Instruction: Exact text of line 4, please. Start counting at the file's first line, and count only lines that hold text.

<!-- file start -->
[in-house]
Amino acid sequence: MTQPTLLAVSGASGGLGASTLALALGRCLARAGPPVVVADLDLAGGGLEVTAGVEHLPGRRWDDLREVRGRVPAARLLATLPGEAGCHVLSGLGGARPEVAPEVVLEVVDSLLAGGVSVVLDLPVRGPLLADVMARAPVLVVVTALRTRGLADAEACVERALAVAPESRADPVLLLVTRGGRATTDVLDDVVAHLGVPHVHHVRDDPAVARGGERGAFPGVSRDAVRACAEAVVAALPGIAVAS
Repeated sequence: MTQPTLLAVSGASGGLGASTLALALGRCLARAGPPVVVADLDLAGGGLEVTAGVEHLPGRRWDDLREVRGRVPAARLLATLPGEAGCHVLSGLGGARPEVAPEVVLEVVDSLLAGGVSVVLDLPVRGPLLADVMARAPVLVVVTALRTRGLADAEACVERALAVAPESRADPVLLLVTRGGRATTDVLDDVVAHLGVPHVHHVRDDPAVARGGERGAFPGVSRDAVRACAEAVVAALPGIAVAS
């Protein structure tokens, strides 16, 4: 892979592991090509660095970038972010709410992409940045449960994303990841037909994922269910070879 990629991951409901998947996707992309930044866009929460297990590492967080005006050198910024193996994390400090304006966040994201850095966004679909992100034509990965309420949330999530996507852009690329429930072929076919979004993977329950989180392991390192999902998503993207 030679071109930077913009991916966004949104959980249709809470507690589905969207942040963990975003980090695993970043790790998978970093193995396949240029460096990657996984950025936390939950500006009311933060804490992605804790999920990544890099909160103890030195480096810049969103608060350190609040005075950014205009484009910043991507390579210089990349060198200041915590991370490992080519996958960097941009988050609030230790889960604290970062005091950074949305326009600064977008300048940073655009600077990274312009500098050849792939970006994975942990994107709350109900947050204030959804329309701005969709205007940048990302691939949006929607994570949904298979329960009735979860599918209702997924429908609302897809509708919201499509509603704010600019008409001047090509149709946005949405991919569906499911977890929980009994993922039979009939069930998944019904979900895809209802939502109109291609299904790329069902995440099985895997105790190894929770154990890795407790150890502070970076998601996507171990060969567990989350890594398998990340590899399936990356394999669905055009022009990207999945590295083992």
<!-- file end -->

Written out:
């Protein structure tokens, strides 16, 4: 892979592991090509660095970038972010709410992409940045449960994303990841037909994922269910070879 990629991951409901998947996707992309930044866009929460297990590492967080005006050198910024193996994390400090304006966040994201850095966004679909992100034509990965309420949330999530996507852009690329429930072929076919979004993977329950989180392991390192999902998503993207 030679071109930077913009991916966004949104959980249709809470507690589905969207942040963990975003980090695993970043790790998978970093193995396949240029460096990657996984950025936390939950500006009311933060804490992605804790999920990544890099909160103890030195480096810049969103608060350190609040005075950014205009484009910043991507390579210089990349060198200041915590991370490992080519996958960097941009988050609030230790889960604290970062005091950074949305326009600064977008300048940073655009600077990274312009500098050849792939970006994975942990994107709350109900947050204030959804329309701005969709205007940048990302691939949006929607994570949904298979329960009735979860599918209702997924429908609302897809509708919201499509509603704010600019008409001047090509149709946005949405991919569906499911977890929980009994993922039979009939069930998944019904979900895809209802939502109109291609299904790329069902995440099985895997105790190894929770154990890795407790150890502070970076998601996507171990060969567990989350890594398998990340590899399936990356394999669905055009022009990207999945590295083992």